A long way for not much

When it comes to moving to market the North Slope’s 35 trillion cubic feet of proven, and stranded, natural gas reserves, Alaska finds itself all dressed up with nowhere to go.

After years of effort – not to mention the expenditure of hundreds of millions of dollars – construction of the Alaska LNG Project has been approved by the Federal Energy Regulatory Commission.

The $43 billion project – which requires other approvals before construction could begin – would move the gas south through an 807-mile, 42-inch pipeline to a gas liquefaction facility at Nikiski for shipment to the Pacific Rim.

It is a milestone, of sorts. The problem? There is little demand for Alaska’s gas. Prices have been hard-hit by a gas glut caused by the coronavirus pandemic. Buyers and investors are not lining up for a piece of the Alaska LNG action.

It may stay that way for some time. Alaska would find itself competing in the packed market with other liquefied natural gas giants such as Qatar, Australia, Russia and Papua New Guinea.

The Alaska Gasline Development Corp., which leads AK LNG, says it is looking for private entity to take over the massive project, and, if one cannot be found, it suggests selling off the project’s assets and shutting it down. Gov. Mike Dunleavy for years has advocated the state give up its pipeline leadership role and hand it over to private interests.

Glutted markets. Lousy gas prices. Little investor interest. It seems Alaska has come a long, expensive way for not much.

2 Responses to A long way for not much

  1. Marlin Savage May 22, 2020 at 7:47 am

    The world is awash in cheap Natural Gas and Countries are still drilling. In addition to natural gas, according to the U.S. Department of Energy, the world’s methane gas hydrates could be as vast as 250,000 to 700,000 trillion cu ft. According to the UN Environmental Programme, the world’s reserves of gas hydrates could be as large as 3,000 to 30,000 trillion cubic meters.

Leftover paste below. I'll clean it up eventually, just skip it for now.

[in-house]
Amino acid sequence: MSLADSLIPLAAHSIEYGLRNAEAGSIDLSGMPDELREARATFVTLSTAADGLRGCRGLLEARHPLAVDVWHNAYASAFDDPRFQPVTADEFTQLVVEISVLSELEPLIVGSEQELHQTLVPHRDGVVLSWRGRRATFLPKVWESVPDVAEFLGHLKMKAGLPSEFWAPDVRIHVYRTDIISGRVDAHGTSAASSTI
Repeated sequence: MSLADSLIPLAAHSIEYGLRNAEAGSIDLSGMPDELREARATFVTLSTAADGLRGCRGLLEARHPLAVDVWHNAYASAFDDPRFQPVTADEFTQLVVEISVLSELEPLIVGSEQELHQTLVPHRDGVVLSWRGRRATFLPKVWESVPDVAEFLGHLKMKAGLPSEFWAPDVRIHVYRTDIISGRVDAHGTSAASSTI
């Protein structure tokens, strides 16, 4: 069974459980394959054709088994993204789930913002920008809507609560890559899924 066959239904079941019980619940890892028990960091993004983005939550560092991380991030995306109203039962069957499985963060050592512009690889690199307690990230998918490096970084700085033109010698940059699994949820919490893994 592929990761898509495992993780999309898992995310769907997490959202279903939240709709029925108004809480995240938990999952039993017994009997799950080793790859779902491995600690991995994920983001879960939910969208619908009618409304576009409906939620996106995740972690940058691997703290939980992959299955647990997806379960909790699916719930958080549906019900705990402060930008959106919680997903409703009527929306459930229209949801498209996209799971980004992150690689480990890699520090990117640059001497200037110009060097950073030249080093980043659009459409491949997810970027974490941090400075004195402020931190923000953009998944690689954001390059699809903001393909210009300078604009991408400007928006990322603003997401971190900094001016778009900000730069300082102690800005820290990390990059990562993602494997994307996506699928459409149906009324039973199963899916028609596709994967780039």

For an Alaska Gas Line to be feasible, it would have to sell for TEN times today’s price at tidewater to barely break even. Doesn’t pencil out any way You look at it. “Planning” the gas line has been a money maker for some politically connected individuals……..

    There is a vast amount of natural gas in Cook Inlet and other areas of Alaska(especially when the legislature is in session in Juneau). The North Slope gas may be profitable if shipped over the pole in LNG tankers. As an aside, last I knew, if the gas line goes by Anchorage, Cook Inlet gas will be priced at the North Slope delivered rate which will be much higher than the present price.

    Reply
  2. Jack May 22, 2020 at 7:51 am

    Gee, can’t we thank and give a big round of applause to that ineffectual and ruinous ex-governor Walker for that expensive(as I remember the initial strategic planning committee boondoggle costs) for that pipeline that was never going to be. Alaskans suffered at least a 50% or more reduction in their PFD so he could fund his folly i.e. a pipe line dream that never saw the blue flame in the end.

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